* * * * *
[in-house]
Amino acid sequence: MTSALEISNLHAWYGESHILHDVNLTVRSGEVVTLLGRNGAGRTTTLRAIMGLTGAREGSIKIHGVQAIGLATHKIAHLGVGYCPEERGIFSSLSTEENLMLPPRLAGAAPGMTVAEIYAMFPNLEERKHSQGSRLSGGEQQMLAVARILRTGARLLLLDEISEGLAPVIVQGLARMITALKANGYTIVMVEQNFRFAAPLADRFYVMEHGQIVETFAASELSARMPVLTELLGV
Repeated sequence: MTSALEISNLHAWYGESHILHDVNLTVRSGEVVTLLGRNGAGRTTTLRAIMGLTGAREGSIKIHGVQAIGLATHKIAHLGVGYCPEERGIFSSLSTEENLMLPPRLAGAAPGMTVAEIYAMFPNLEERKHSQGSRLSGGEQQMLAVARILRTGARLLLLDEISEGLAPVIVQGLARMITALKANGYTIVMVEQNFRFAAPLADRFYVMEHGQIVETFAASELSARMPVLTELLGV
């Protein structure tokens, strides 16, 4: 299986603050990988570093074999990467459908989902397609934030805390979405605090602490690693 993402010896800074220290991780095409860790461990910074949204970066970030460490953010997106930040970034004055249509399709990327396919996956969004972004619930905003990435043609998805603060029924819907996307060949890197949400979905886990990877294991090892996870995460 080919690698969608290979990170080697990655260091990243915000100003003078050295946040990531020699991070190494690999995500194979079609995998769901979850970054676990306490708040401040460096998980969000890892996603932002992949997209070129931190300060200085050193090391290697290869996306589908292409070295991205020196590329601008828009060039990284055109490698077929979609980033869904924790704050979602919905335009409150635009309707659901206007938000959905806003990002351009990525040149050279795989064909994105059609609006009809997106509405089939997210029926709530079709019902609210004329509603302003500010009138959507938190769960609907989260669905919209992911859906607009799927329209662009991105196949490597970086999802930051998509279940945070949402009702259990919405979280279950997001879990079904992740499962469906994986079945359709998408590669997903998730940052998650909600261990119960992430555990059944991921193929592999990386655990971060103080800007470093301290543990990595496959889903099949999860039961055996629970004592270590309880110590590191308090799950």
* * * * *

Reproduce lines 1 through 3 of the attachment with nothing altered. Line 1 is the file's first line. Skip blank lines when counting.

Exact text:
[in-house]
Amino acid sequence: MTSALEISNLHAWYGESHILHDVNLTVRSGEVVTLLGRNGAGRTTTLRAIMGLTGAREGSIKIHGVQAIGLATHKIAHLGVGYCPEERGIFSSLSTEENLMLPPRLAGAAPGMTVAEIYAMFPNLEERKHSQGSRLSGGEQQMLAVARILRTGARLLLLDEISEGLAPVIVQGLARMITALKANGYTIVMVEQNFRFAAPLADRFYVMEHGQIVETFAASELSARMPVLTELLGV
Repeated sequence: MTSALEISNLHAWYGESHILHDVNLTVRSGEVVTLLGRNGAGRTTTLRAIMGLTGAREGSIKIHGVQAIGLATHKIAHLGVGYCPEERGIFSSLSTEENLMLPPRLAGAAPGMTVAEIYAMFPNLEERKHSQGSRLSGGEQQMLAVARILRTGARLLLLDEISEGLAPVIVQGLARMITALKANGYTIVMVEQNFRFAAPLADRFYVMEHGQIVETFAASELSARMPVLTELLGV